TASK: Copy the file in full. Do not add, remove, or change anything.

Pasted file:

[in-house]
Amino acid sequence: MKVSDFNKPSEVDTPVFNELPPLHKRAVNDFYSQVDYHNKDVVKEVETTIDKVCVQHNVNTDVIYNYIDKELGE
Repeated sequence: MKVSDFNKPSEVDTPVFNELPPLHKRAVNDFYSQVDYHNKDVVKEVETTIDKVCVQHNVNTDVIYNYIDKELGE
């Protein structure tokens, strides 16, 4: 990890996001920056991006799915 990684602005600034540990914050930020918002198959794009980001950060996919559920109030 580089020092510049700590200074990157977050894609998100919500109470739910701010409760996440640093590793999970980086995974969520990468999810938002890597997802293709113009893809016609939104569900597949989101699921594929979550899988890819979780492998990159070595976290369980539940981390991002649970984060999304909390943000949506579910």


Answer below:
[in-house]
Amino acid sequence: MKVSDFNKPSEVDTPVFNELPPLHKRAVNDFYSQVDYHNKDVVKEVETTIDKVCVQHNVNTDVIYNYIDKELGE
Repeated sequence: MKVSDFNKPSEVDTPVFNELPPLHKRAVNDFYSQVDYHNKDVVKEVETTIDKVCVQHNVNTDVIYNYIDKELGE
């Protein structure tokens, strides 16, 4: 990890996001920056991006799915 990684602005600034540990914050930020918002198959794009980001950060996919559920109030 580089020092510049700590200074990157977050894609998100919500109470739910701010409760996440640093590793999970980086995974969520990468999810938002890597997802293709113009893809016609939104569900597949989101699921594929979550899988890819979780492998990159070595976290369980539940981390991002649970984060999304909390943000949506579910």